3D Printer part 16: top plate and roller holder

At the end of my last post in this series, we had added the power module and fan.  This post focuses on the top plates and roller holder covering issues 60 – 63 of 3D Create and Print by Eaglemoss Technology.  If you’ve skipped a part of this series you can start from the beginning, including details of the Vector 3 printer I’m building on my 3D printer page.

This drop comes with another much needed binder for the magazines, starting to get us back into phase with the right number of binders to loose magazines.  With the plate covers we enclose the wires and finally start the process of building the components for the top of the printer.

  1. Rear top plate
    Rear top plate

    Rear top plate:  Issue 60 comes with the rear top plate to enclose the fan, power and USB boards.  This is fairly straightforward in that the plate engages cleanly and it’s just a case of using the six screws to secure it from underneath.  The whole machine is getting quite heavy now so you may need someone to support this for you if you can’t get it balances appropriately.  Once all the screws are tightened, add the two hood buffers to the top.

  2. Roller holder attached to rear plate
    Roller holder attached to rear plate

    Roller holder:  Issues 61 and 62 are needed together to continue the build.  61 provides the roller bracket, with 62 the holder itself.  Firstly fix the holder to the bracket – this requires a little dexterity to hold the bolts in place while screwing in the nuts but as this is done away from the main machine it’s easier than it could be.  Don’t worry if this takes a bit of time, but do ensure that the bracket is attached the correct way round.  Then fix the assembled roller holder and bracket to the rear top plate.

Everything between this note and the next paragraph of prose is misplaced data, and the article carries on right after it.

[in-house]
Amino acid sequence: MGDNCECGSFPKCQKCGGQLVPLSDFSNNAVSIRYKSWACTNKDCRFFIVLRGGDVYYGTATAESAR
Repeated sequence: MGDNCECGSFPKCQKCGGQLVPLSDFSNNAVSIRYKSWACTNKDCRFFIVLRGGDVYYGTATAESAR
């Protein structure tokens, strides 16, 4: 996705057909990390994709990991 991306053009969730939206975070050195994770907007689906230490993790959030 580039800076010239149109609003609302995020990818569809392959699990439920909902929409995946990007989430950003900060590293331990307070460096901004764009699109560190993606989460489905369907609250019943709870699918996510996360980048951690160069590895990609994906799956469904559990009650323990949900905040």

3. Front top plate
    Front top plate

    Front top plate: Issue 63 provide the front top plate and encloses the microcontroller board and all the exposed wires.  I anticipate that this is the plate that I would need to remove should I find that the printer doesn’t work and need to diagnose, so I took extra care with these.  Again, a little awkward balancing the machine while the plate is affixed.  I was disappointed at the two stress marks on the plate that I assume happened in the post, but since it’s not going to impact the function of the printer it’s not worth waiting for a replacement.

So, 4 more parts and the wires are all enclosed and the roller holder is in place ready for the filament. The next part is a power cable, so maybe the next four issues will give me something I can power up?

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Dr Janet is a Molecular Biochemistry graduate from Oxford University with a doctorate in Computational Neuroscience from Sussex. I’m currently studying for a third degree in Mathematics with Open University. During the day, and sometimes out of hours, I work as a Chief Science Officer. You can read all about that on my LinkedIn page.